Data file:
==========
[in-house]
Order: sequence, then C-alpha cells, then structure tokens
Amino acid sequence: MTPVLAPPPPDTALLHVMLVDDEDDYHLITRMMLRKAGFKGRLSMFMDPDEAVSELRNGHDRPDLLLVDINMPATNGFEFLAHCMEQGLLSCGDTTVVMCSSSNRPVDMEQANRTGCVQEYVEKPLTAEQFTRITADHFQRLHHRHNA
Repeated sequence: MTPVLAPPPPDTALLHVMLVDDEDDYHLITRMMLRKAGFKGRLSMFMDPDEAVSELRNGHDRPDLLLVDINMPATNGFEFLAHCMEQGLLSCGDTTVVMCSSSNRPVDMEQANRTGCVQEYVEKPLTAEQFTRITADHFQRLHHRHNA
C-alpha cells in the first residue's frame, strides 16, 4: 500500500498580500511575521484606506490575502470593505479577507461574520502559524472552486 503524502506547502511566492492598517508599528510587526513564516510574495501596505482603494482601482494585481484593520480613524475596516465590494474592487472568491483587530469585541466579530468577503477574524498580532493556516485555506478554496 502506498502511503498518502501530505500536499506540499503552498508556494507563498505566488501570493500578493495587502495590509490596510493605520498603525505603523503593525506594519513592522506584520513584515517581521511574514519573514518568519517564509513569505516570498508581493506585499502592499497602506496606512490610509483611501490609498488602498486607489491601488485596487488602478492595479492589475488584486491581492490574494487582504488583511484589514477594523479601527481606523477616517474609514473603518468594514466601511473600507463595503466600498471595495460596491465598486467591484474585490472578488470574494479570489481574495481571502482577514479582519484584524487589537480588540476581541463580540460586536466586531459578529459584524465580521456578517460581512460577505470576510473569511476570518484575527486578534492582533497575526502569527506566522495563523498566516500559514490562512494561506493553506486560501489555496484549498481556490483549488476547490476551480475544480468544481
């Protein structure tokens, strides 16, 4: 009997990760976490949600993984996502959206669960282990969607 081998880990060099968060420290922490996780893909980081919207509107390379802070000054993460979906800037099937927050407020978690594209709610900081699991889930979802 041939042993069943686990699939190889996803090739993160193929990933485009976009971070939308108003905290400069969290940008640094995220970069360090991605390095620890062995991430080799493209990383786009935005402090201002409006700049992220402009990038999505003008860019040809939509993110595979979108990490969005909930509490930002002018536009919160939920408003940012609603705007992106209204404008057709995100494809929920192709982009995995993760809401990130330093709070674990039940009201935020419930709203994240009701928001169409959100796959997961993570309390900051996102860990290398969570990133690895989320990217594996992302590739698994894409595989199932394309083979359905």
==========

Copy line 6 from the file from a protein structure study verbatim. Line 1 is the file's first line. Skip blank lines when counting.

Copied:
């Protein structure tokens, strides 16, 4: 009997990760976490949600993984996502959206669960282990969607 081998880990060099968060420290922490996780893909980081919207509107390379802070000054993460979906800037099937927050407020978690594209709610900081699991889930979802 041939042993069943686990699939190889996803090739993160193929990933485009976009971070939308108003905290400069969290940008640094995220970069360090991605390095620890062995991430080799493209990383786009935005402090201002409006700049992220402009990038999505003008860019040809939509993110595979979108990490969005909930509490930002002018536009919160939920408003940012609603705007992106209204404008057709995100494809929920192709982009995995993760809401990130330093709070674990039940009201935020419930709203994240009701928001169409959100796959997961993570309390900051996102860990290398969570990133690895989320990217594996992302590739698994894409595989199932394309083979359905």